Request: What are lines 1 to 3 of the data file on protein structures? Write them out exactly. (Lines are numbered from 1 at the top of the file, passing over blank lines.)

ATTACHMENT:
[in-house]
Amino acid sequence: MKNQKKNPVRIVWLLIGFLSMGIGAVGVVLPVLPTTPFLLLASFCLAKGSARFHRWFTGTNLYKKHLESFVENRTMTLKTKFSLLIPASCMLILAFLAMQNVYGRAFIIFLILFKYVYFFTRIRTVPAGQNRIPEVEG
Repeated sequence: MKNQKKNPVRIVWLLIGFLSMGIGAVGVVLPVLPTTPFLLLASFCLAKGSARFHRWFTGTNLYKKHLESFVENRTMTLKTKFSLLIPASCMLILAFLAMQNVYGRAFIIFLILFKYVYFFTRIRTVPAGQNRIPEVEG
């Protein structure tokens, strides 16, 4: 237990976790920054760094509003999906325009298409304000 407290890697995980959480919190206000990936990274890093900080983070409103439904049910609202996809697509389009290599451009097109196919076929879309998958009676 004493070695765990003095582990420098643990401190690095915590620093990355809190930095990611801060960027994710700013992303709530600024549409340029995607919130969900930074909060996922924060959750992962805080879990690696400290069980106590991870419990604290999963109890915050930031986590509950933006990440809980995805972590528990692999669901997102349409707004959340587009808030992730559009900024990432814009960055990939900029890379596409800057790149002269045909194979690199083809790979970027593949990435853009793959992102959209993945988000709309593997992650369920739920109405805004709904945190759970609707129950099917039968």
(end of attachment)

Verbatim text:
[in-house]
Amino acid sequence: MKNQKKNPVRIVWLLIGFLSMGIGAVGVVLPVLPTTPFLLLASFCLAKGSARFHRWFTGTNLYKKHLESFVENRTMTLKTKFSLLIPASCMLILAFLAMQNVYGRAFIIFLILFKYVYFFTRIRTVPAGQNRIPEVEG
Repeated sequence: MKNQKKNPVRIVWLLIGFLSMGIGAVGVVLPVLPTTPFLLLASFCLAKGSARFHRWFTGTNLYKKHLESFVENRTMTLKTKFSLLIPASCMLILAFLAMQNVYGRAFIIFLILFKYVYFFTRIRTVPAGQNRIPEVEG